Janette Ayachi

Janette Ayachi (born 1982) is a Scottish-Algerian poet and has been published in over sixty literary journals and anthologies from presses including Polygon and Freight, as well as in Salt's The Best British Poetry of 2015. She collaborates with artists, has been shortlisted for a few chewable accolades, and has performed her work on BBC radio, as well as at events across the UK. She is the author of poetry pamphlets Pauses at Zebra Crossings and A Choir of Ghosts, and a children's chapter book The Mermaid, The Girl and The Gondola. She is currently working on a memoir titled Misdialing The Muses.


Photo: Mark Husmann


Border Crossings »

Reading: David Wilson, Janette Ayachi

Thu 2 March | 11:30 - 12:30 | £4.00/£3.00 | The Town Hall, Queens Gardens, Supper Room


Skeleton Carnival

Under a ceiling of claw-marked polystyrene tiles
I am surrounded by four white doves

four white-haired women waiting to die,
four widows that have outlived their husbands, unharnessed from hearts

and puddle-dipped into hospital beds like melting snowmen with wrinkles.
Glucose drips; vacant stares and fresh juice from the next of kins,

woken from stealth-sleep with pin-pricks, a brittle but permeable strap,
flush and fluids, the beeping recesses of machines too cruel and cardiac even for me.

I avoid their reverent swoops and secular breath that stains the ward sterile black,
my veins so blue here I am convinced it is ink not blood steering under my skin.

I am febrile and fever-some and they are glass milk bottles curdling to cream,
as dangerous as paraffin, as sinister as the coroners' broken megaphone.

Just before midnight a nurse made of rubber slides her palm for electricity,
erases everything she crosses, the same way a blizzard wipes out landscape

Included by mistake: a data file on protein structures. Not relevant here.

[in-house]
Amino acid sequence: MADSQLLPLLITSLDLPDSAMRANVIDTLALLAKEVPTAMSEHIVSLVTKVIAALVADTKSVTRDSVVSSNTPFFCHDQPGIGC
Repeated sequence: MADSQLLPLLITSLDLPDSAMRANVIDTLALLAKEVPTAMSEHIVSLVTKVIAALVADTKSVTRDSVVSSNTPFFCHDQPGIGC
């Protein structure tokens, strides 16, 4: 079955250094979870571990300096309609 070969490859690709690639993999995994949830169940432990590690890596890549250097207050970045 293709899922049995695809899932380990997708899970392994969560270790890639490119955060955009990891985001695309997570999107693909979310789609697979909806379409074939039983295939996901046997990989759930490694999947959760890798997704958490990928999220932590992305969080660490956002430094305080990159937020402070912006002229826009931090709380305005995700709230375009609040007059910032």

tosses it beyond the retina splaying an invisible hand of cards
and smears it into disappearance like a well-practiced seasonal magic trick.

Each woman is now lit under spotlight as if suddenly they are on stage,
playing a part in a Surreal Nativity.  I am opposite Agnes who loudly demands sleep,

swats the bulb with her out-stretched wing, exits through the trapdoor of her mattress
to let the dark envelope her head like a costume wig, starched for its flamboyancy.

I am the one coffin-placed testing the palette shades of my postmortem make-up
each hand laying across a lung, crowning my chest too soon for the royalty of feathers.

A rectangle window defies curtains and projects an installation of shadow-twigs
across the wall above her bed – sometimes the branches dance,

other times they do not waver at all, depending on the opinion of the wind.
I am sepia-scented, the climate of death on my tongue like oxidized mercury,

while they all snore through matching oxygen masks into sonorous ether
with soft wheezy gasps like premature newborns in transparent cots.

Their platitudes of grief reserved by a peace through pain that only age can spring,
despite dementia slowly wrapping around ankles like in-disposable litter,

as if every dream now is selected only from a reel of fondest memories
backed by the symphonic overture of those comforting sentiments of the past

– the slow sincere waltz of life played back to us in colour.


Janette Ayachi